WAISCORES: A Science and Implementation Plan for Climate, Cryobiology and Ice Dynamics Studies in West Antarctica
|Authors:||Ice Core Working Group|
Abrupt changes in climate and sea level, and emerging issues in biocomplexity and life in extreme environments, offer great opportunities and challenges for humanity. A more complete understanding of these topics is needed to make sound policy decisions. Although these topics are of global significance, ice cores from Antarctica are among the best ways to advance our knowledge about these socitally relevant topics.
Large, abrupt climate changes have dominated the earth's history, but have not occurred during the few millennia when humans invented agriculture and industry. If similar large and rapid climate changes occurred now there would be major societal impacts. Current hypotheses suggest that human activities could cause the return of abrupt climate changes.
Investigation of biological process in extreme environments provides insights on the adaptability of life, evolutionary processes, astrobiology, and might lead to useful products for humanity. The bottom of ice sheets is one of the few remaining terrestrial environments that has not been studied by biologists. Antarctic ice also contains continuous and well preserved samples of biological material from previous times. The West Antarctic ice sheet has the potential to change rapidly, affecting global sea levels and coastal populations. Ice sheets and sea level are known to have experienced large and rapid changes in the past. The West Antarctic ice sheet is still responding to past climate changes, in ways that we do not fully understand. Recent reductions in the size of ice shelves in the Antarctic Peninsula raise our concern.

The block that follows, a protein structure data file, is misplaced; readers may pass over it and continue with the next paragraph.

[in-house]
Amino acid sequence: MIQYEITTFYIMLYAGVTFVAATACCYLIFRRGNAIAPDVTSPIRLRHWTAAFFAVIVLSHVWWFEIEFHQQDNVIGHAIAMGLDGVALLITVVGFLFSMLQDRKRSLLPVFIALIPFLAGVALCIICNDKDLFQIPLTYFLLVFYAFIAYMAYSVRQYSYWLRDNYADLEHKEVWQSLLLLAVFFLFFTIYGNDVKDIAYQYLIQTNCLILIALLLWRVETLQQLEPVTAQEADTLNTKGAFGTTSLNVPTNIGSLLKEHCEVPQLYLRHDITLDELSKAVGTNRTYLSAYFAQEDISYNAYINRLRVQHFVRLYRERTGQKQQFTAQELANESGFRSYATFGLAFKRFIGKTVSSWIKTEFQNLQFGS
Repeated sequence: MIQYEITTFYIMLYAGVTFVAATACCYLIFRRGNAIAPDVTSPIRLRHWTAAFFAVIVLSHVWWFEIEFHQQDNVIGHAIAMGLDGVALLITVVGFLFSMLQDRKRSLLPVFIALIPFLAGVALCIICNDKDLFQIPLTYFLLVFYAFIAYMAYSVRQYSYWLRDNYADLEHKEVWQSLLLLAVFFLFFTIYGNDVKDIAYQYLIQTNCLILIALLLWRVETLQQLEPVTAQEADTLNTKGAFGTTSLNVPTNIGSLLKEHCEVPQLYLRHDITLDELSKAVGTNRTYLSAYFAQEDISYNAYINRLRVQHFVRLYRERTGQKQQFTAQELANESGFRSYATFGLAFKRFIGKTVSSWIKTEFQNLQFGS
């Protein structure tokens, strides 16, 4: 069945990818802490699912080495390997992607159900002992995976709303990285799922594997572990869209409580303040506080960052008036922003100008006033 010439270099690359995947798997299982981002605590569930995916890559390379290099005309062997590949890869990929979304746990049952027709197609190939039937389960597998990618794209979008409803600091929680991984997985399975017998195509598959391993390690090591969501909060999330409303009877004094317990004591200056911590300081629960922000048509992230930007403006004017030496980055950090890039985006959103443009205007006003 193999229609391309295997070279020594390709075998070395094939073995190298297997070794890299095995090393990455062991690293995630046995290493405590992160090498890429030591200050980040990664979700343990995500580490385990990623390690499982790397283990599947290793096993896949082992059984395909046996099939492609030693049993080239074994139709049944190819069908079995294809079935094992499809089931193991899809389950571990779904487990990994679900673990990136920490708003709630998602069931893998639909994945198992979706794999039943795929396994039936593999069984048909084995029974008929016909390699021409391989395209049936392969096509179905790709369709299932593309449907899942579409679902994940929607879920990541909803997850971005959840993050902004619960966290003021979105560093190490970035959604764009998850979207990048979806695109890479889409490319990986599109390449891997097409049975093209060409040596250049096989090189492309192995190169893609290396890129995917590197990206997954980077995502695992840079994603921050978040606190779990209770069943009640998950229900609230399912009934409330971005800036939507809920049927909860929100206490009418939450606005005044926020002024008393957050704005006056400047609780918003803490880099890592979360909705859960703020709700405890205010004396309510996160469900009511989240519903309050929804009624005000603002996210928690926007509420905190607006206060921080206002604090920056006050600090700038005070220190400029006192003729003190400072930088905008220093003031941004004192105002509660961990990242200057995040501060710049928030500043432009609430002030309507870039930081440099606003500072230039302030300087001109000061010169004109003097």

A deep ice-coring program in West Antarctica is an excellent way to explore these climate, biology and ice dynamics topics. The investigation of these topics is synegistic and can not be completed individually.
Some of the specific topics that will be address are listed below.
These topics are of global significance, yet the United States Antarctic Program is uniquely qualified to support the field component of this program. International science planning documents assume the completion of this program by the United States. The proven United States ability to drill and analyze deep ice cores is the backbone of this project. For the first time the biology community is involved in the initial planning of a deep ice-coring program, assuring biology will be fully integrated into the program. Associated atmospheric and glaciology investigations will improve interpretation of the biologic and climatic records in the ice core, and determine the implications for ice-sheet influences on sea level.
The program will require significant resources. The ice core drilling equipment will require refurbishment. A sterile drilling system needs to be developed for the basal biology portion of the program. One large field camp, and possibly a smaller refueling camp, will be required. About 30 individually proposed science projects would be involved in the program. Preliminary work has been funded to assist in the selection of the drilling site. If resources were available drilling could start in 2003/2004 and take about 5 field seasons.